Report: Week One of Writing “Boot Camp”


My new novel-writing schedule of ninety minutes a day, six
days a week has been kicking my Puerto Rican behind. There are many, many
logistical issues, which are not to be underestimated.
But one concept that has really been at the forefront for me
this week has been what I am going to refer to as tolerance of ambiguity. I first became formally familiar with this
concept in my first year of graduate school. I was in a class about teaching
Spanish as a second/foreign language, and tolerance of ambiguity was discussed
as a powerful indicator of a successful foreign language learner. Though I
wasn’t consciously aware of it in my first experience as this type of learner, I
know I must have used tolerance of ambiguity very successfully in some form or
another when I learned English as a young child when Spanish was my first
language. Basically, you know you are occupying one room at a time in a large building
full of many other rooms, most of which remain dark and closed off to you. But
you push through, putting in the time and
plenty of elbow grease, until eventually all the rooms have been opened and lit up brilliantly for you, and you have been
granted the power to move in and out of them with complete freedom. As a
bilingual who also happens to speak a few other languages with varying degrees
of ability, I can tell you, there is a very real sense of transcendence when this
Since learning to apply the concept of tolerance of
ambiguity to language learning, I have also applied it in many other areas of my
life. You accept the unknown, bide your time, and continue to work through it.
I often deployed it when I was dating. And I still do anytime I read a novel, a
suspenseful story where every chapter is a cliffhanger. Or when I meet
a new person that I can’t read and what I would really like is to be able to
“figure them out.” Going on a trip to a brand new place. Starting anything new. Parenthood! Parenthood and
accepting the unknown: Subject for another time.
Writing my first novel is challenging my tolerance of
ambiguity in many new fun—and annoying—ways. And it’s different from
cliffhanger chapters in a book I am reading. Because that is a finished product
where the resolution to the ambiguity has been built in already. By someone
else, thank you. My only investment is in turning the pages. And it’s an easy
one ultimately, because in those cases, generally speaking, I know the unknowns have been resolved,
the loose ends nicely woven together.
But now that it is my
work to do the weaving? My mystery “building”
where most rooms are still closed off and in the dark? These are just some of
the questions/issues I have confronted this week:
Where will one particular story line go?
How, exactly, do the different story lines come together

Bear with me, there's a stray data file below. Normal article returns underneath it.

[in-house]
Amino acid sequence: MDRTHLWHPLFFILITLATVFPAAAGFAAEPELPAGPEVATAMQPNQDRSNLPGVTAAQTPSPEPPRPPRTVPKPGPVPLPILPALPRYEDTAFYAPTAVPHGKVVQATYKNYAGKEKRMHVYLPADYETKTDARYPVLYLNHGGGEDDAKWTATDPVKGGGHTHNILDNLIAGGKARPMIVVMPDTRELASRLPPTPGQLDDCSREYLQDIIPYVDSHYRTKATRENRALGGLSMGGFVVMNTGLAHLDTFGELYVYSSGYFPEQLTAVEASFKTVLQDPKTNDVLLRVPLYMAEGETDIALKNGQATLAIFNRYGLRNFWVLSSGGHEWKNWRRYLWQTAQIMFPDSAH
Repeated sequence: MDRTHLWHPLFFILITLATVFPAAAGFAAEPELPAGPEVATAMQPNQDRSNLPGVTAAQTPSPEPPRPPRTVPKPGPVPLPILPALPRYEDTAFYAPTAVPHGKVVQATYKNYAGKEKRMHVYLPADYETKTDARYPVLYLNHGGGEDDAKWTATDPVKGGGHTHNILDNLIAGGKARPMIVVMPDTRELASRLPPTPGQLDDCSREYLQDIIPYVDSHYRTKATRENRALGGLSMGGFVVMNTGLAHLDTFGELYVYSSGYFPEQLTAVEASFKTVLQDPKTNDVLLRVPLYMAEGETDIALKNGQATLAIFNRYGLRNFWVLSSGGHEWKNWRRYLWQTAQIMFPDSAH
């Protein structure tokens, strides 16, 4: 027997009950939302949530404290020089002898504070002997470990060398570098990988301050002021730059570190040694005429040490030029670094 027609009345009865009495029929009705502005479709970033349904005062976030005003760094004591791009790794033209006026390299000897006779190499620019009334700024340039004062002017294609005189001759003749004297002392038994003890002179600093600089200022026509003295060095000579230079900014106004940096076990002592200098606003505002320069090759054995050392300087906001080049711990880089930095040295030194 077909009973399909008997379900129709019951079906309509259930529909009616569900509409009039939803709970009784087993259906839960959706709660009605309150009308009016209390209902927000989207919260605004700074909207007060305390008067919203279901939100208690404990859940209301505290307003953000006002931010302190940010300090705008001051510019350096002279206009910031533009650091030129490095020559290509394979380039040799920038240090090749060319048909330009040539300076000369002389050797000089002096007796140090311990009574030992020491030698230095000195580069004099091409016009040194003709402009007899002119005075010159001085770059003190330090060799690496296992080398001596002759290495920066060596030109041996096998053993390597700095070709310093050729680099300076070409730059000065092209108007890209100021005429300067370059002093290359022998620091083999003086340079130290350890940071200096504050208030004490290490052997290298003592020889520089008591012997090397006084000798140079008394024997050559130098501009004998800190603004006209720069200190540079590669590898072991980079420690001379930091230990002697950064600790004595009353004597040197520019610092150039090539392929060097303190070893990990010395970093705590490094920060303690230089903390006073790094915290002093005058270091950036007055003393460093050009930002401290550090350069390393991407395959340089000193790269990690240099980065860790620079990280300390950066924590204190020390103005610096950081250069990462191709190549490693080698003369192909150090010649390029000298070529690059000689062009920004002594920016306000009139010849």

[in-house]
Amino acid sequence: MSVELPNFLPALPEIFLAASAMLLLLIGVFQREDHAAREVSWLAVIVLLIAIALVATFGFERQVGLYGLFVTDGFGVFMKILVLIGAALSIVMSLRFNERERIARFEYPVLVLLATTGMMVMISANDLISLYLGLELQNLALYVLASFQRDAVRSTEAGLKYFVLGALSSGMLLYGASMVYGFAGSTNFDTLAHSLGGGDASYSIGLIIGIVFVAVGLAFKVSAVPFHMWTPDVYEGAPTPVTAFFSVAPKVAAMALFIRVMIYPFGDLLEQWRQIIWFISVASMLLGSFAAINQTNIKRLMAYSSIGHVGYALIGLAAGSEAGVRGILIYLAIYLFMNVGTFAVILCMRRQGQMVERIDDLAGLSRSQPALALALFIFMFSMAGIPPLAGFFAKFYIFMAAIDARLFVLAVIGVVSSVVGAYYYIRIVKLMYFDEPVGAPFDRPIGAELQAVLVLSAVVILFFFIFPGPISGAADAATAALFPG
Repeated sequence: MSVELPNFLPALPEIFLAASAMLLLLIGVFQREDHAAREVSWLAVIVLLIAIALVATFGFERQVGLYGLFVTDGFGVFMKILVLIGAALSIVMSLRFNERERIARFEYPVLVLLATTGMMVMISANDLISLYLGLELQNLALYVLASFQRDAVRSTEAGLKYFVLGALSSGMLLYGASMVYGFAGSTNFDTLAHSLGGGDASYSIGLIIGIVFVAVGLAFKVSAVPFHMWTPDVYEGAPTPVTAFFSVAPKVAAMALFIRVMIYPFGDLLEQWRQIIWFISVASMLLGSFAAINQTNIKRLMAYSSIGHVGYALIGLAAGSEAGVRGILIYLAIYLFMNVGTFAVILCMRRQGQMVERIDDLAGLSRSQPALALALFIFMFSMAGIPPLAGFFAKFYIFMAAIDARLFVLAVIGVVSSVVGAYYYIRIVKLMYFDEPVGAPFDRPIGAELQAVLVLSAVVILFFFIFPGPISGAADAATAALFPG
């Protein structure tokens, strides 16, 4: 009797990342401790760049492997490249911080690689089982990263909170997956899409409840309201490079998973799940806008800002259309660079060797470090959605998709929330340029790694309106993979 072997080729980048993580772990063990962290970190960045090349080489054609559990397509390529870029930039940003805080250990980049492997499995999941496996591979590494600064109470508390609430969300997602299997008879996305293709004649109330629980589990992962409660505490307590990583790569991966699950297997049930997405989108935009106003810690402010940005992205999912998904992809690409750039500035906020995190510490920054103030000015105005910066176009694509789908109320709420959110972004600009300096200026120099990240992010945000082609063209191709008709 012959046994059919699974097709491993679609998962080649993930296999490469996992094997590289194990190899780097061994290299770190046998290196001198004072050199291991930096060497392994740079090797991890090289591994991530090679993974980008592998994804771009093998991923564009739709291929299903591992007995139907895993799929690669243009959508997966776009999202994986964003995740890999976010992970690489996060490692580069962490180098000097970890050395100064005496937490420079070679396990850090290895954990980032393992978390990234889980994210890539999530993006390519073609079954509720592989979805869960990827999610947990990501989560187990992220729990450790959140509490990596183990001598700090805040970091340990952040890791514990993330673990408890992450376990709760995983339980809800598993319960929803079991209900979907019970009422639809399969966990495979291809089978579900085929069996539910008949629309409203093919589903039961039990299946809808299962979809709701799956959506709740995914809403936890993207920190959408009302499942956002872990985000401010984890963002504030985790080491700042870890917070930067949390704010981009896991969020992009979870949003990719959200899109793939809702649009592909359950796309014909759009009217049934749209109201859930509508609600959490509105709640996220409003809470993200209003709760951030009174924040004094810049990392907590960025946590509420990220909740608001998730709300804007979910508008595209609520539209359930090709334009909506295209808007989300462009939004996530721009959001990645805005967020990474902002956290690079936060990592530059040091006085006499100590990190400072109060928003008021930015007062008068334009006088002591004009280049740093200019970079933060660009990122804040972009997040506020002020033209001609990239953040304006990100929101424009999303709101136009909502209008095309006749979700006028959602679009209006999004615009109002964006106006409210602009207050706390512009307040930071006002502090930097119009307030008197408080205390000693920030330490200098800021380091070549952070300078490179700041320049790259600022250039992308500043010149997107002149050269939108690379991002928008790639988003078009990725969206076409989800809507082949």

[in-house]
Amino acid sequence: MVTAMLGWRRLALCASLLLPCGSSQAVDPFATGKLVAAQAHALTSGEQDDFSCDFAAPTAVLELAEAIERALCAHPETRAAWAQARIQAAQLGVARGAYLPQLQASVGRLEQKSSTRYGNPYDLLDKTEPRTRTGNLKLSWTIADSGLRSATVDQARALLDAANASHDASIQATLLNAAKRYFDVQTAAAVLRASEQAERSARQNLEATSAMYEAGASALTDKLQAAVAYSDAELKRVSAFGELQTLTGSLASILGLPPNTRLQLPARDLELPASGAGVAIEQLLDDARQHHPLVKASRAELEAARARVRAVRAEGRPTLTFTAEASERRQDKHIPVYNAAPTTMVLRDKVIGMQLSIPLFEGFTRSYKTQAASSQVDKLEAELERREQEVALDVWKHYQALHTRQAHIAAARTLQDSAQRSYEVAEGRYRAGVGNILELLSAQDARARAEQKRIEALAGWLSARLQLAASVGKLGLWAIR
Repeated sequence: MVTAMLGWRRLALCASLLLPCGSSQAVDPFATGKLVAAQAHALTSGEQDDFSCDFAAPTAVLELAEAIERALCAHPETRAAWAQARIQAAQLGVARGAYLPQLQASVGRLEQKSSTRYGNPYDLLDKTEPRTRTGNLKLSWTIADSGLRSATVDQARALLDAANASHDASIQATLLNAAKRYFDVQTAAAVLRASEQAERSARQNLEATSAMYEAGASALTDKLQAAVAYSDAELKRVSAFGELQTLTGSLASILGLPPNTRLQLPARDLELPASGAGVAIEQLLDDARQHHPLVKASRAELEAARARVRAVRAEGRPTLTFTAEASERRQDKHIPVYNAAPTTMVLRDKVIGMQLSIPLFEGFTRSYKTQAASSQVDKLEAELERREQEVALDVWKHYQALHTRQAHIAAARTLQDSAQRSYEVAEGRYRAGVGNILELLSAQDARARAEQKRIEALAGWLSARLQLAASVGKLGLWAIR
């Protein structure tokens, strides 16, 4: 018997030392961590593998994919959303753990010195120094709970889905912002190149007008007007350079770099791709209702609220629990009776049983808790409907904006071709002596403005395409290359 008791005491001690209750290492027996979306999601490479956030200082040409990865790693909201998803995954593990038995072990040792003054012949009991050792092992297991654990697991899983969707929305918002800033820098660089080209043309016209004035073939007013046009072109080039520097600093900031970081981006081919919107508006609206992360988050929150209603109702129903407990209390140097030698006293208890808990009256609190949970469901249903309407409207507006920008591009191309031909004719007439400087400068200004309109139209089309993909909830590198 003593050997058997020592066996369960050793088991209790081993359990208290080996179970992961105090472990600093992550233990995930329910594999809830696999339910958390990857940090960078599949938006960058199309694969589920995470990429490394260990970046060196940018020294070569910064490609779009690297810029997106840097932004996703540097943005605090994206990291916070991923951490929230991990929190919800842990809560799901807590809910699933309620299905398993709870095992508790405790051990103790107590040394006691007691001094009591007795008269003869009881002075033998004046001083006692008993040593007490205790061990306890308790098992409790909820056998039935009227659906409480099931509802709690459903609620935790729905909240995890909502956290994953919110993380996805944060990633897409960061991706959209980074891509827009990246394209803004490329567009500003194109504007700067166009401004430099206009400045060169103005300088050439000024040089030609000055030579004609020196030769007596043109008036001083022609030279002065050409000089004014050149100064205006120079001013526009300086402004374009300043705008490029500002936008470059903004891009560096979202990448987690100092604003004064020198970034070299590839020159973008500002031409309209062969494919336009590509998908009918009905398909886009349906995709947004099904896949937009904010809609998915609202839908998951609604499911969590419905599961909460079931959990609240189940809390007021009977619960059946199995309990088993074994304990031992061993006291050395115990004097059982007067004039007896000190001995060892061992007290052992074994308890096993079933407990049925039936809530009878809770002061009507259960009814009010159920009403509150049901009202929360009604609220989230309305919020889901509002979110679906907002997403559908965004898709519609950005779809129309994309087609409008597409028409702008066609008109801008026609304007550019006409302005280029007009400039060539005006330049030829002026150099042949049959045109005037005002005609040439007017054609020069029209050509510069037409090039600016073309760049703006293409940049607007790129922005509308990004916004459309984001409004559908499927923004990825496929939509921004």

toward the end? Right now they are like hoses that are flailing around waiting
for me to tame them, to tie them together, perhaps not in one perfectly
straight line, but in something that at least resembles a cohesive whole.
Am I going to end up getting rid of this entire scene anyway?
So why am I focusing on it this long?
When should this or that issue be introduced? How much does this character know/see?
For the characters that need to die, how, exactly, will they
die? (I’m like Emma Thompson in the movie Stranger
Than Fiction
, only she is a chain-smoking Brit and I am a nonsmoking Puerto
Rican. Yes, because that’s the only difference.)
How much am I willing to piss off my would-be readers by
hinting at things that don’t get spelled out for several chapters? Do I even
have it in me to build this kind of tension like this?
Will this ever be a finished product that I will hold in my
hands? Will anyone else, besides my husband, my parents, and my siblings, ever hold
it in their hands?
One day I wrote 1800 words. One day I wrote just over 900.
Some days I stare at the computer with the beginnings of a stomachache because nothing! is coming to me. Other times my
fingers on the keyboard can’t keep up with what I am thinking, and I start getting antsy and making
notes in different places and wondering when I am going to have time to get
back to these notes, how I am going to find them all, and maybe if I spent more
time WRITING and less time thinking and making notes I wouldn’t have to wonder
this in the first place.
Again, these are just some of the questions. But I accept
them because I have seen the payoff, time and again, of embracing the unknown
and tolerating moments—or years—of ambiguity. And the truth is I feel so alive
as I do this that that is enough. This
is its own payoff in this moment of uncertainty. Not simply because it has to
be, but because, actually, it is!

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